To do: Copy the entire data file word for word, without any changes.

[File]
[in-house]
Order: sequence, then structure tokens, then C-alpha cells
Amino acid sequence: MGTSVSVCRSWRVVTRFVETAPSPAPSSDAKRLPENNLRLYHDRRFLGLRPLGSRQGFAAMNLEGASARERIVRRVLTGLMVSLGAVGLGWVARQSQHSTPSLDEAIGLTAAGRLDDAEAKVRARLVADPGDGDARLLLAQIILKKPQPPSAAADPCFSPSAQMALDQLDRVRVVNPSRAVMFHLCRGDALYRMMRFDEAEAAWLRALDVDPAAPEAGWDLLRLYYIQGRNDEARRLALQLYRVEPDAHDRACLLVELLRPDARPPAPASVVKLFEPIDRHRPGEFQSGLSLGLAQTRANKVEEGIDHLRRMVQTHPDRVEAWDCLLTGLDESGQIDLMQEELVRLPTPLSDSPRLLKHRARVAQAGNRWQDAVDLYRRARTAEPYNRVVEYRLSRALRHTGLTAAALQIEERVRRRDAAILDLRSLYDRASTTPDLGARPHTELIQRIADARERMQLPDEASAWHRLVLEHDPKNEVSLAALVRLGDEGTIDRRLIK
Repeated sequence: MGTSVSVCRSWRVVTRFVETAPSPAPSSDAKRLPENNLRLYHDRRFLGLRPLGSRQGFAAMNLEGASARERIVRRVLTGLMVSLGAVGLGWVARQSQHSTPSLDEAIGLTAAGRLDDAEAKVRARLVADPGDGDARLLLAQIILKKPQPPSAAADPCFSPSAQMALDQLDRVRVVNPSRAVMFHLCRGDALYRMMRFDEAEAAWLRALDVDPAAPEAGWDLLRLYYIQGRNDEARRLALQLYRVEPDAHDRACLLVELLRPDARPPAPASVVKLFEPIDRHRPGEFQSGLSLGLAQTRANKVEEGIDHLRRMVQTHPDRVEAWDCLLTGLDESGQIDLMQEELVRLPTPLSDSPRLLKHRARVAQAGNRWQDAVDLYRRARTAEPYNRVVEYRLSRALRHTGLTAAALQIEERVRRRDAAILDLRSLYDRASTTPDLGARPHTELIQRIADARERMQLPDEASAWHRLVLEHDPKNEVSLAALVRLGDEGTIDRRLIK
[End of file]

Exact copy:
[in-house]
Order: sequence, then structure tokens, then C-alpha cells
Amino acid sequence: MGTSVSVCRSWRVVTRFVETAPSPAPSSDAKRLPENNLRLYHDRRFLGLRPLGSRQGFAAMNLEGASARERIVRRVLTGLMVSLGAVGLGWVARQSQHSTPSLDEAIGLTAAGRLDDAEAKVRARLVADPGDGDARLLLAQIILKKPQPPSAAADPCFSPSAQMALDQLDRVRVVNPSRAVMFHLCRGDALYRMMRFDEAEAAWLRALDVDPAAPEAGWDLLRLYYIQGRNDEARRLALQLYRVEPDAHDRACLLVELLRPDARPPAPASVVKLFEPIDRHRPGEFQSGLSLGLAQTRANKVEEGIDHLRRMVQTHPDRVEAWDCLLTGLDESGQIDLMQEELVRLPTPLSDSPRLLKHRARVAQAGNRWQDAVDLYRRARTAEPYNRVVEYRLSRALRHTGLTAAALQIEERVRRRDAAILDLRSLYDRASTTPDLGARPHTELIQRIADARERMQLPDEASAWHRLVLEHDPKNEVSLAALVRLGDEGTIDRRLIK
Repeated sequence: MGTSVSVCRSWRVVTRFVETAPSPAPSSDAKRLPENNLRLYHDRRFLGLRPLGSRQGFAAMNLEGASARERIVRRVLTGLMVSLGAVGLGWVARQSQHSTPSLDEAIGLTAAGRLDDAEAKVRARLVADPGDGDARLLLAQIILKKPQPPSAAADPCFSPSAQMALDQLDRVRVVNPSRAVMFHLCRGDALYRMMRFDEAEAAWLRALDVDPAAPEAGWDLLRLYYIQGRNDEARRLALQLYRVEPDAHDRACLLVELLRPDARPPAPASVVKLFEPIDRHRPGEFQSGLSLGLAQTRANKVEEGIDHLRRMVQTHPDRVEAWDCLLTGLDESGQIDLMQEELVRLPTPLSDSPRLLKHRARVAQAGNRWQDAVDLYRRARTAEPYNRVVEYRLSRALRHTGLTAAALQIEERVRRRDAAILDLRSLYDRASTTPDLGARPHTELIQRIADARERMQLPDEASAWHRLVLEHDPKNEVSLAALVRLGDEGTIDRRLIK